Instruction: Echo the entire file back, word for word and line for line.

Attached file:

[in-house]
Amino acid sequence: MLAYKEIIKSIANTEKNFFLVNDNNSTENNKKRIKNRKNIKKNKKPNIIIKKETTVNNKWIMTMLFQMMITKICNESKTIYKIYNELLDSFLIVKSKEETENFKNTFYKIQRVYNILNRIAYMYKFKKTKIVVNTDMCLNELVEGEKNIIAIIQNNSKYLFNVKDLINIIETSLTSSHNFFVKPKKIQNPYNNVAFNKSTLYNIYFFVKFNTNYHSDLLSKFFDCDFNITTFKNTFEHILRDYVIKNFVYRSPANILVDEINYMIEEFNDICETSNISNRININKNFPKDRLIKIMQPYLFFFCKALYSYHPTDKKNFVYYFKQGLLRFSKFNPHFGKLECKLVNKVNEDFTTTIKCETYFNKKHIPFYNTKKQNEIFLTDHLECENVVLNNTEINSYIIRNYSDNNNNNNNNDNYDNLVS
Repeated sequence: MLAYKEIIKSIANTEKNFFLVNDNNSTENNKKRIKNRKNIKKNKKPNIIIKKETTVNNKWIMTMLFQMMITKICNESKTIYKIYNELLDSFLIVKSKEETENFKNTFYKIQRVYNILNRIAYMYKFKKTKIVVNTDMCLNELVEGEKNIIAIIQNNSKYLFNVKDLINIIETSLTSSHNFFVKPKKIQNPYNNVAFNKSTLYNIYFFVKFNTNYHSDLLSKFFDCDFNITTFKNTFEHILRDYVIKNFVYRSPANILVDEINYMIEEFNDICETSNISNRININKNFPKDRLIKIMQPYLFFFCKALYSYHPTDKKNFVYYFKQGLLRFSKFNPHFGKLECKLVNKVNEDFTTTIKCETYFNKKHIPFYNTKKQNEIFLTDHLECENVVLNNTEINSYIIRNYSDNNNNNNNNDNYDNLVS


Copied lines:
[in-house]
Amino acid sequence: MLAYKEIIKSIANTEKNFFLVNDNNSTENNKKRIKNRKNIKKNKKPNIIIKKETTVNNKWIMTMLFQMMITKICNESKTIYKIYNELLDSFLIVKSKEETENFKNTFYKIQRVYNILNRIAYMYKFKKTKIVVNTDMCLNELVEGEKNIIAIIQNNSKYLFNVKDLINIIETSLTSSHNFFVKPKKIQNPYNNVAFNKSTLYNIYFFVKFNTNYHSDLLSKFFDCDFNITTFKNTFEHILRDYVIKNFVYRSPANILVDEINYMIEEFNDICETSNISNRININKNFPKDRLIKIMQPYLFFFCKALYSYHPTDKKNFVYYFKQGLLRFSKFNPHFGKLECKLVNKVNEDFTTTIKCETYFNKKHIPFYNTKKQNEIFLTDHLECENVVLNNTEINSYIIRNYSDNNNNNNNNDNYDNLVS
Repeated sequence: MLAYKEIIKSIANTEKNFFLVNDNNSTENNKKRIKNRKNIKKNKKPNIIIKKETTVNNKWIMTMLFQMMITKICNESKTIYKIYNELLDSFLIVKSKEETENFKNTFYKIQRVYNILNRIAYMYKFKKTKIVVNTDMCLNELVEGEKNIIAIIQNNSKYLFNVKDLINIIETSLTSSHNFFVKPKKIQNPYNNVAFNKSTLYNIYFFVKFNTNYHSDLLSKFFDCDFNITTFKNTFEHILRDYVIKNFVYRSPANILVDEINYMIEEFNDICETSNISNRININKNFPKDRLIKIMQPYLFFFCKALYSYHPTDKKNFVYYFKQGLLRFSKFNPHFGKLECKLVNKVNEDFTTTIKCETYFNKKHIPFYNTKKQNEIFLTDHLECENVVLNNTEINSYIIRNYSDNNNNNNNNDNYDNLVS